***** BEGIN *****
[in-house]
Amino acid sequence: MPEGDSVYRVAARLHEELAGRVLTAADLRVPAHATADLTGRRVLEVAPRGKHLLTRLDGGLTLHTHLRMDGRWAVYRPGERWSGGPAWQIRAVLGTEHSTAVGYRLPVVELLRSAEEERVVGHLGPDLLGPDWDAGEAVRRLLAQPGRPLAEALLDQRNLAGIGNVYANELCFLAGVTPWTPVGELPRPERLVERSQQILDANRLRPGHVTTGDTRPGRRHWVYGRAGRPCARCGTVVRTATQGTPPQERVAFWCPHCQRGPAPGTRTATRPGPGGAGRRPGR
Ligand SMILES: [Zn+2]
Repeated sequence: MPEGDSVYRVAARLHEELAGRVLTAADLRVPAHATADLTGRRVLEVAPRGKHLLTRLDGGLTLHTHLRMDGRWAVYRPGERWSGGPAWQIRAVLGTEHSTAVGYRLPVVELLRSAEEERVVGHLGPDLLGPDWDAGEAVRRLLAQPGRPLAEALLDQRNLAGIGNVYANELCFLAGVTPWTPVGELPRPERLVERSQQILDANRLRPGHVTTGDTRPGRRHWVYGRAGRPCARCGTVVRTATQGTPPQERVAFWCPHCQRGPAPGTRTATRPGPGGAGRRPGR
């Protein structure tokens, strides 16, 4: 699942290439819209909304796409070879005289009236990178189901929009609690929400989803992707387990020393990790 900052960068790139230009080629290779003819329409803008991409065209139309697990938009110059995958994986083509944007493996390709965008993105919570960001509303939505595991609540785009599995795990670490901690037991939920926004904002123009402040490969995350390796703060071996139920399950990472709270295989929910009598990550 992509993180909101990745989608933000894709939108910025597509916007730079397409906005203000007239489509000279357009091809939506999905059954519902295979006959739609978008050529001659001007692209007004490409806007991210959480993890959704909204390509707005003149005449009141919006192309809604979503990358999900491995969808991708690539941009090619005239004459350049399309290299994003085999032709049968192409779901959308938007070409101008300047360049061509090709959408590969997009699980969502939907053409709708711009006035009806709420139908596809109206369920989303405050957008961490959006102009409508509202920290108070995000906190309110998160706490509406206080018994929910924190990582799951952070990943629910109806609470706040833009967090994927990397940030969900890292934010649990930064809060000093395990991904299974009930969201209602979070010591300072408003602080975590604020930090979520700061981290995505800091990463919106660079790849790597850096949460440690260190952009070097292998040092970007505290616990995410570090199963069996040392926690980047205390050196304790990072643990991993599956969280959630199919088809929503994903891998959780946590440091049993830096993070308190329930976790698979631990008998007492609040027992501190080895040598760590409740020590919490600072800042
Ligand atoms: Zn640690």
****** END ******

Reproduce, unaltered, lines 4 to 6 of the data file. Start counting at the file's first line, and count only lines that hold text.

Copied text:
Repeated sequence: MPEGDSVYRVAARLHEELAGRVLTAADLRVPAHATADLTGRRVLEVAPRGKHLLTRLDGGLTLHTHLRMDGRWAVYRPGERWSGGPAWQIRAVLGTEHSTAVGYRLPVVELLRSAEEERVVGHLGPDLLGPDWDAGEAVRRLLAQPGRPLAEALLDQRNLAGIGNVYANELCFLAGVTPWTPVGELPRPERLVERSQQILDANRLRPGHVTTGDTRPGRRHWVYGRAGRPCARCGTVVRTATQGTPPQERVAFWCPHCQRGPAPGTRTATRPGPGGAGRRPGR
């Protein structure tokens, strides 16, 4: 699942290439819209909304796409070879005289009236990178189901929009609690929400989803992707387990020393990790 900052960068790139230009080629290779003819329409803008991409065209139309697990938009110059995958994986083509944007493996390709965008993105919570960001509303939505595991609540785009599995795990670490901690037991939920926004904002123009402040490969995350390796703060071996139920399950990472709270295989929910009598990550 992509993180909101990745989608933000894709939108910025597509916007730079397409906005203000007239489509000279357009091809939506999905059954519902295979006959739609978008050529001659001007692209007004490409806007991210959480993890959704909204390509707005003149005449009141919006192309809604979503990358999900491995969808991708690539941009090619005239004459350049399309290299994003085999032709049968192409779901959308938007070409101008300047360049061509090709959408590969997009699980969502939907053409709708711009006035009806709420139908596809109206369920989303405050957008961490959006102009409508509202920290108070995000906190309110998160706490509406206080018994929910924190990582799951952070990943629910109806609470706040833009967090994927990397940030969900890292934010649990930064809060000093395990991904299974009930969201209602979070010591300072408003602080975590604020930090979520700061981290995505800091990463919106660079790849790597850096949460440690260190952009070097292998040092970007505290616990995410570090199963069996040392926690980047205390050196304790990072643990991993599956969280959630199919088809929503994903891998959780946590440091049993830096993070308190329930976790698979631990008998007492609040027992501190080895040598760590409740020590919490600072800042
Ligand atoms: Zn640690």